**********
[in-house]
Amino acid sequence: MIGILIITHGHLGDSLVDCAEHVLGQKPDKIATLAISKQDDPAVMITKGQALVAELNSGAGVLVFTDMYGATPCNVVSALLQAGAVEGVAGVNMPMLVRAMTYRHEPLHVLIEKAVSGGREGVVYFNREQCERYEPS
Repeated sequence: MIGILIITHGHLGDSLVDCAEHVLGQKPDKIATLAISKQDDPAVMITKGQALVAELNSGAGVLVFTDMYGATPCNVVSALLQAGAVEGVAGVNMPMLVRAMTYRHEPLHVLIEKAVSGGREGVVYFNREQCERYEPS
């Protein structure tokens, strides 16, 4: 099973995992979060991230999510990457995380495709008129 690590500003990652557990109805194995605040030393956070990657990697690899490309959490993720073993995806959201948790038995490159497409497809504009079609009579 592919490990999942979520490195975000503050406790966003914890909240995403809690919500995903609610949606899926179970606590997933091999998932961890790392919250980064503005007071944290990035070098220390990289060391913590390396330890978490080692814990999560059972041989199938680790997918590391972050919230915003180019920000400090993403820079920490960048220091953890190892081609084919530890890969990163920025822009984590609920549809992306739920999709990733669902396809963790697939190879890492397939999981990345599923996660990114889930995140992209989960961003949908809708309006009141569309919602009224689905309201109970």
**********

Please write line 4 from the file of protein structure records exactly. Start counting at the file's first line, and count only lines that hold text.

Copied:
């Protein structure tokens, strides 16, 4: 099973995992979060991230999510990457995380495709008129 690590500003990652557990109805194995605040030393956070990657990697690899490309959490993720073993995806959201948790038995490159497409497809504009079609009579 592919490990999942979520490195975000503050406790966003914890909240995403809690919500995903609610949606899926179970606590997933091999998932961890790392919250980064503005007071944290990035070098220390990289060391913590390396330890978490080692814990999560059972041989199938680790997918590391972050919230915003180019920000400090993403820079920490960048220091953890190892081609084919530890890969990163920025822009984590609920549809992306739920999709990733669902396809963790697939190879890492397939999981990345599923996660990114889930995140992209989960961003949908809708309006009141569309919602009224689905309201109970």